LATINO VOICES

Camarillo High School Students Punished For 'U.S.A.' Chant Viewed As Offensive To Latinos (VIDEO)

Feb 14, 2013 | Updated Feb 14, 2013

Chants of "U.S.A.! U.S.A.!" have landed high school students in hot water again.

A group of California high school students wore American flag bandanas and led a round of patriotic chanting at a basketball game this month, sparking concerns that the display would be viewed as offensive to the majority-Latino visiting team, the Ventura County Star reports.

Latinos make up a large chunk of both student bodies, according to the California Department of Education's website -- 67 percent of Rio Mesa High and 37 percent of Camarillo. Non-Hispanic whites are not a majority of either student population.

The students defied instructions from an administrator to remove the bandanas, appearing at halftime to led the "U.S.A!" chant. The school responded by suspending them for five days, a decision that prompted a public protest. The suspension was later dropped.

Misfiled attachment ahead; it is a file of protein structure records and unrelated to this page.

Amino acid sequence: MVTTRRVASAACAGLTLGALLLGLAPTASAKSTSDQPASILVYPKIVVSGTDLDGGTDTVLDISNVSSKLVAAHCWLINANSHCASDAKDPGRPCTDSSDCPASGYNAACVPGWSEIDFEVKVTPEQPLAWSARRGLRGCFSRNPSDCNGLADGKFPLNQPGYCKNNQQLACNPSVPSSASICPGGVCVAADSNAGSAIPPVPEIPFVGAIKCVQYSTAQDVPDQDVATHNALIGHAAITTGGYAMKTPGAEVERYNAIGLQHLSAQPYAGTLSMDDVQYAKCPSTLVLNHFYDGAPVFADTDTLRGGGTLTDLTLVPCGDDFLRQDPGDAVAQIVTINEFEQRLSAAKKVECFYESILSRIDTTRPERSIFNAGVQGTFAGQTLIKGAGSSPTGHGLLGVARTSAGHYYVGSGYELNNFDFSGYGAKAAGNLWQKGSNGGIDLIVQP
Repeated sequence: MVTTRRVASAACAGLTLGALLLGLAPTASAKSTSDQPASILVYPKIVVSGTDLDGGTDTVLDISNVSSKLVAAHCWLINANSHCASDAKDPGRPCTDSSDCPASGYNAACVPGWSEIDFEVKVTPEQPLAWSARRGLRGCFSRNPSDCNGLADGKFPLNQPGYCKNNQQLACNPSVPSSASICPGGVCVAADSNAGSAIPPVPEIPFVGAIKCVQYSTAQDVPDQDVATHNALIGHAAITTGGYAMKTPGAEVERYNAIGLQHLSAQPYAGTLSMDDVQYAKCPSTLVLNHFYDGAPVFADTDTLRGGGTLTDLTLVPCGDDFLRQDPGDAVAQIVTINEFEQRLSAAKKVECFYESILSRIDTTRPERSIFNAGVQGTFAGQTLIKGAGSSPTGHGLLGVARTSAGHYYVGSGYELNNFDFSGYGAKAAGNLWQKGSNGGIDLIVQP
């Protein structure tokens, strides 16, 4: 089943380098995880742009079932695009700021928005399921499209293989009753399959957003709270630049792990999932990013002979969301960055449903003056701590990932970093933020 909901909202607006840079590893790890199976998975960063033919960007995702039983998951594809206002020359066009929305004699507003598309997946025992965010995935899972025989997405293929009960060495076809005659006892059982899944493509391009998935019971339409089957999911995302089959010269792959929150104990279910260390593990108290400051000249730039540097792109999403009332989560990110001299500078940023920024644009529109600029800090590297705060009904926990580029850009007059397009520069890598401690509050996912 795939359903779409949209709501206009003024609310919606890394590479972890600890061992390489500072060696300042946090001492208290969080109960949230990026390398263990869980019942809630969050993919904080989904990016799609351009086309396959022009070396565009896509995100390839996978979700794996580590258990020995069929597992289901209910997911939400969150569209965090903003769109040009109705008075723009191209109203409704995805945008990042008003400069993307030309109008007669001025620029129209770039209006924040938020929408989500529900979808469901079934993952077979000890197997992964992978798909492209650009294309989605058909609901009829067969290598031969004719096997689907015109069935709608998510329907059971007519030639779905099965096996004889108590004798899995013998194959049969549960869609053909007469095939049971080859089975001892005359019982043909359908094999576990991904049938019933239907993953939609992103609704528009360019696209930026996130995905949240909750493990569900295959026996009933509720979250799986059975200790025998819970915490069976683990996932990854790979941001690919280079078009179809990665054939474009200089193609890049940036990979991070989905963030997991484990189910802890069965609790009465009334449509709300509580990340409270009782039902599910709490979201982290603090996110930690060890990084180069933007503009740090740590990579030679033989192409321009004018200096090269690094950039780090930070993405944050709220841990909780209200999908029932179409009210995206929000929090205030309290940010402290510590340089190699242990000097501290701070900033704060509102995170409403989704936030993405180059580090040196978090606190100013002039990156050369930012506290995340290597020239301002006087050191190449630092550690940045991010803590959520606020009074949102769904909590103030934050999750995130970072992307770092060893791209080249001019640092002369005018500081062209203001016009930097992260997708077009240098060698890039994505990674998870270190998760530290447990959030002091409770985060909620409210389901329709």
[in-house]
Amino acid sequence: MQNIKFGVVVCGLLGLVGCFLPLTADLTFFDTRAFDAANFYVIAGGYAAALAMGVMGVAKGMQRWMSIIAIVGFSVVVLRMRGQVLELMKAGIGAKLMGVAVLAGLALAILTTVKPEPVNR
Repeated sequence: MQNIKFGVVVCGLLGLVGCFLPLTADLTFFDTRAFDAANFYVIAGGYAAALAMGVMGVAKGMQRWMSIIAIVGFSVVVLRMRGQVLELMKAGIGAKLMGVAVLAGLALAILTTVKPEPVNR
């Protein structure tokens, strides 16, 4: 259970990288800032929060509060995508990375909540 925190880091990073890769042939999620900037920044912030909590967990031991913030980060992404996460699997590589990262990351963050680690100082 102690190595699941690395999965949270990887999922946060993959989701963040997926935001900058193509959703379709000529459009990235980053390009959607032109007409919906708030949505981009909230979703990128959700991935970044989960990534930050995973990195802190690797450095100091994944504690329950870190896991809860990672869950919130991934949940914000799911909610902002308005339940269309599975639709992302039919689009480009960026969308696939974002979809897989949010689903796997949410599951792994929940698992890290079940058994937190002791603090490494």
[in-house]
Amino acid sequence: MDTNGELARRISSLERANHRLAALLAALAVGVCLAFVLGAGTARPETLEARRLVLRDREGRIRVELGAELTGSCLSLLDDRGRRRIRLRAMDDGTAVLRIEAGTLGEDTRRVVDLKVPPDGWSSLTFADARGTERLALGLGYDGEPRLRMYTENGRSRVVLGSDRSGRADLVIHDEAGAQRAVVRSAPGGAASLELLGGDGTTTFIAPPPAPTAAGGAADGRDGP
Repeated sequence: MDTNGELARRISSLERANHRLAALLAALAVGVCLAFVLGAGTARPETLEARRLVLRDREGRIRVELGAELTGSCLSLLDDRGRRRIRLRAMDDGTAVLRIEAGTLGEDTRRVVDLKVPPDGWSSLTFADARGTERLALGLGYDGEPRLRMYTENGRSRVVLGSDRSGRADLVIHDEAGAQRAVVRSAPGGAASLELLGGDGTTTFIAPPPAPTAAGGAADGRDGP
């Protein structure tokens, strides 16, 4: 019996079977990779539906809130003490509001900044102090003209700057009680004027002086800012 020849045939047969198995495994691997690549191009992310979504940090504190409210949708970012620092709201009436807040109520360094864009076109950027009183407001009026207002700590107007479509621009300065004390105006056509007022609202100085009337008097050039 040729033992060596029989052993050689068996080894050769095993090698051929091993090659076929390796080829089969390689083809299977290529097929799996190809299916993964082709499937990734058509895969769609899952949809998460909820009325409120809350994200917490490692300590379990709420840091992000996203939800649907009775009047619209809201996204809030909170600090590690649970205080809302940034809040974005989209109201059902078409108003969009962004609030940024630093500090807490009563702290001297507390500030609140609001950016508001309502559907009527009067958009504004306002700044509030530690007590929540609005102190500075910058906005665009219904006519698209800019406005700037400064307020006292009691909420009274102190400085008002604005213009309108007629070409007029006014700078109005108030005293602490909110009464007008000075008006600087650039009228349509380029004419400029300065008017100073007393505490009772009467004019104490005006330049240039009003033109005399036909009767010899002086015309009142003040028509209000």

But the two students leading the chanting -- Austin Medeiros and Stefan Valenzuela -- both have Spanish surnames. They say the incident wasn't intended to offend.

Check out the chant in the video below.

"We've done it always," Medeiros told the Ventura County Star. "It’s something we do. It’s the same group of friends. We’re all very patriotic."

“It has nothing to do with being patriotic or unpatriotic,” Superintendent of Oxnard Union School District Gabe Soumakian told Fox News. “It has to do with the fact that they are making a chant regarding that we are from the USA and you’re not. Whether that’s the implied intent, that’s the way it comes across.”

The episode recalled an incident last year in which fans from a mostly white high school basketball team in Texas were forced to apologize for chanting "U.S.A.!" after defeating a mostly Latino team.

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